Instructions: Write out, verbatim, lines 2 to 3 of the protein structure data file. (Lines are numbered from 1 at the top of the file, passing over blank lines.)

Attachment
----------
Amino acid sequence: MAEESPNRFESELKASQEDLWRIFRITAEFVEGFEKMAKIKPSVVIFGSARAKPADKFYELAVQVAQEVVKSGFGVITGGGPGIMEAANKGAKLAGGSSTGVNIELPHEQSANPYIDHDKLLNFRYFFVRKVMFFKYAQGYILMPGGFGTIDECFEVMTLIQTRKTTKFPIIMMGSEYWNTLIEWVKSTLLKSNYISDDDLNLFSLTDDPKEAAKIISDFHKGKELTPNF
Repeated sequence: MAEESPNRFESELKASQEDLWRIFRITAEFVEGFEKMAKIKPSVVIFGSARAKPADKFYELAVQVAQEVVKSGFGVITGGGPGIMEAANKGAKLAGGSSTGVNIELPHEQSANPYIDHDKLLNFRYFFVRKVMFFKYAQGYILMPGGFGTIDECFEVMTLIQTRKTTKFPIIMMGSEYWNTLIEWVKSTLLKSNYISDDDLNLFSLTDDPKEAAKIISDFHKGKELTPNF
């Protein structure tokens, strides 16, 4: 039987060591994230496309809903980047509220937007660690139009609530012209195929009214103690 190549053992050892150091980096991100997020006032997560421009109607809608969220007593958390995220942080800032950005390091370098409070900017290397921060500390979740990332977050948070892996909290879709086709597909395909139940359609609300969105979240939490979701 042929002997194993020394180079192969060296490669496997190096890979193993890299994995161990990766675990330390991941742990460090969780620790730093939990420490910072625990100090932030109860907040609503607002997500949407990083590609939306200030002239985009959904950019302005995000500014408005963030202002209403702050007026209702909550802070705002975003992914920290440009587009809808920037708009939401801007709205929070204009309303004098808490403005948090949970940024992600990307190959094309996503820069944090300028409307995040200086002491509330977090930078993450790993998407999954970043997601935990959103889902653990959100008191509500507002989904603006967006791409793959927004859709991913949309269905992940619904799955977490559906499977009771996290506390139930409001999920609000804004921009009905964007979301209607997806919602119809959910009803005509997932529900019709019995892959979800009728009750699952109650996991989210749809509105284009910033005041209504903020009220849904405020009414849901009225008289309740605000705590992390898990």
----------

Repeated sequence: MAEESPNRFESELKASQEDLWRIFRITAEFVEGFEKMAKIKPSVVIFGSARAKPADKFYELAVQVAQEVVKSGFGVITGGGPGIMEAANKGAKLAGGSSTGVNIELPHEQSANPYIDHDKLLNFRYFFVRKVMFFKYAQGYILMPGGFGTIDECFEVMTLIQTRKTTKFPIIMMGSEYWNTLIEWVKSTLLKSNYISDDDLNLFSLTDDPKEAAKIISDFHKGKELTPNF
């Protein structure tokens, strides 16, 4: 039987060591994230496309809903980047509220937007660690139009609530012209195929009214103690 190549053992050892150091980096991100997020006032997560421009109607809608969220007593958390995220942080800032950005390091370098409070900017290397921060500390979740990332977050948070892996909290879709086709597909395909139940359609609300969105979240939490979701 042929002997194993020394180079192969060296490669496997190096890979193993890299994995161990990766675990330390991941742990460090969780620790730093939990420490910072625990100090932030109860907040609503607002997500949407990083590609939306200030002239985009959904950019302005995000500014408005963030202002209403702050007026209702909550802070705002975003992914920290440009587009809808920037708009939401801007709205929070204009309303004098808490403005948090949970940024992600990307190959094309996503820069944090300028409307995040200086002491509330977090930078993450790993998407999954970043997601935990959103889902653990959100008191509500507002989904603006967006791409793959927004859709991913949309269905992940619904799955977490559906499977009771996290506390139930409001999920609000804004921009009905964007979301209607997806919602119809959910009803005509997932529900019709019995892959979800009728009750699952109650996991989210749809509105284009910033005041209504903020009220849904405020009414849901009225008289309740605000705590992390898990």